Orchids in any setting make for a beautiful sight, but native orchids growing in their natural habitats offer an especially rewarding view for plant enthusiasts, naturalists, and nature lovers of all ages. South Carolina hosts a rich potpourri of these enormously popular wildflowers, thanks in large part to its unique position as the lower boundary of more northerly species and upper boundary of species found in Florida and the gulf states. In Wild Orchids of South Carolina, James Alexander Fowler captures with spectacular photography and encyclopedic knowledge the full glory of the state’s native orchid population. From the bogs and bays of the coastal plain to the mountain woodlands, Fowler catalogs rare and widely distributed species, offering a wealth of information for identifying these prized plants. In addition to providing photographs of each species, Fowler includes common and scientific names, flower descriptions, bloom times, ranges, habitats, pollinators, and
This comprehensive guide book takes a step-by-step approach to proper potting mediums, light, water and fertilization of a wide variety of orchids. It is written for beginners, hobbyists and all orchidists as an adventure in the joy of growing orchids. Also included are over 150 full color photographs and illustrations of orchids in all their glory as well as a source guide.
Field Guide to Orchids of North America: From Alaska, Greenland, and the Arctic, South to the Mexican Border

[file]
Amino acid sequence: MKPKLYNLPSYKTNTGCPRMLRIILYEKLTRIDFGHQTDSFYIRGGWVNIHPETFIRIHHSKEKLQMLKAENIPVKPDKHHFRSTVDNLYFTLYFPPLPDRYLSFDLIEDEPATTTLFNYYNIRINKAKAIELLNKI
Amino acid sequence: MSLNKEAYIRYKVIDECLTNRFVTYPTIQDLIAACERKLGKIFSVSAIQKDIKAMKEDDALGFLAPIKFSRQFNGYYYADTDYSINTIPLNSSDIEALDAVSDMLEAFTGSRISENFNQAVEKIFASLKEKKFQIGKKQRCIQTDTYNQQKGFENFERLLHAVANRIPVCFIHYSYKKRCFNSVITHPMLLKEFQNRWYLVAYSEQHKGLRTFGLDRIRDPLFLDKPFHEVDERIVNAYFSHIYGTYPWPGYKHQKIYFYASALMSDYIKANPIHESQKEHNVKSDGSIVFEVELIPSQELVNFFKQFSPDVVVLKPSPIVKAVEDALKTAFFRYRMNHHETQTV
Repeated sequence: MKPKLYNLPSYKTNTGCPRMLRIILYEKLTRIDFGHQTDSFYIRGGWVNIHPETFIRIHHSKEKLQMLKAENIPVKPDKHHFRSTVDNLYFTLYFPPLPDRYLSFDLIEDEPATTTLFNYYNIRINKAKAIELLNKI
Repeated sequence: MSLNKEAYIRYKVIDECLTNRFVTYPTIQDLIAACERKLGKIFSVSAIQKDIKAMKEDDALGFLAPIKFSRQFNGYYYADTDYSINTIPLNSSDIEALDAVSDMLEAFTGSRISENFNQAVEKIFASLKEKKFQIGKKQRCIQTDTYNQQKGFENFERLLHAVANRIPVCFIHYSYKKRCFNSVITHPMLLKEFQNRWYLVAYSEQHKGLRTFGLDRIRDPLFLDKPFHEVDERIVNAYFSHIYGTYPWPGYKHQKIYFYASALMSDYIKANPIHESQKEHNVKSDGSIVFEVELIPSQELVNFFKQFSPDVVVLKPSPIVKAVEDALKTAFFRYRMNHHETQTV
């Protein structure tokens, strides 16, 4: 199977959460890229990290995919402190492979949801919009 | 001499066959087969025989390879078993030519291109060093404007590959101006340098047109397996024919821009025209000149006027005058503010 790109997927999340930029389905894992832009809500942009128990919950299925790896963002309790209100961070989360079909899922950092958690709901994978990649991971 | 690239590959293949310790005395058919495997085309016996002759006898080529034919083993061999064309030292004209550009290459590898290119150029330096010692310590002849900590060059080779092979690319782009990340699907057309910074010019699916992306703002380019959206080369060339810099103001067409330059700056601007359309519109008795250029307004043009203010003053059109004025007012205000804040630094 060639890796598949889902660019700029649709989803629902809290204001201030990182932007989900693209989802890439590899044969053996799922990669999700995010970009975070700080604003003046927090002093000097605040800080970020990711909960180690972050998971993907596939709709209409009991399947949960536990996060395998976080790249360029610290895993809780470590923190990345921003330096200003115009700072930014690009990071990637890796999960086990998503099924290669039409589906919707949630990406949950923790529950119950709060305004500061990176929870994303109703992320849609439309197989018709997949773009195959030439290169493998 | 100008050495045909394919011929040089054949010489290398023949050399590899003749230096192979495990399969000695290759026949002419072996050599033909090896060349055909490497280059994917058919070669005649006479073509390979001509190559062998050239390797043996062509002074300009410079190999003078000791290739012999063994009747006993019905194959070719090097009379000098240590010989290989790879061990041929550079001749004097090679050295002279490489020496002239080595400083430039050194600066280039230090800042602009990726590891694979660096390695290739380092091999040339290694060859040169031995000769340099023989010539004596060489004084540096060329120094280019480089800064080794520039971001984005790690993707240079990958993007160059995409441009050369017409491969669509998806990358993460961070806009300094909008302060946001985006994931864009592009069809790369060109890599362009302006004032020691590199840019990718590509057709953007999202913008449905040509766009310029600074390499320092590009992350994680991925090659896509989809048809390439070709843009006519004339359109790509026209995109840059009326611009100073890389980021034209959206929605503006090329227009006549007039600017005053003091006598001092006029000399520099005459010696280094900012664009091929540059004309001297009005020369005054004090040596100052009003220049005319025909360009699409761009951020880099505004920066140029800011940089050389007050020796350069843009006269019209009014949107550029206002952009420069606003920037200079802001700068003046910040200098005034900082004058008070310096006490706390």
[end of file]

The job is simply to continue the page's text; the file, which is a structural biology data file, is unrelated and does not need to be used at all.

Native orchids are increasingly threatened by pressure from population growth and development but, nonetheless, still present a welcome surprise to observant hikers in every state and province. Compiled and illustrated by long-time orchid specialist Paul Martin Brown, these pocket guides to the twayblades and adder’s-mouths form part of a series that will cover all the wild orchids of the continental United States and Canada. Brown provides general distributional information, time of flowering, and habitat requirements for each species as well as a complete list of hybrids and the many different growth and color forms that can make identifying orchids so intriguing. For the twayblades and adder’s-mouths he includes information on 21 species, 1 additional variety, and 2 hybrids. Most twayblades and adder’s-mouths are relatively small plants with tiny green flowers, but a few have richly colored blooms or particularly interesting habits that attract the native orchid enthusiast. Most of these species are easy to identify based upon their general appearance, range, and time of flowering. Answering three simple questions—when, where, and how does it grow?—and comparing the living plant with the striking photos in the backpack-friendly laminated guide should enable both professional and amateur naturalists to achieve the satisfaction of identifying a specific orchid.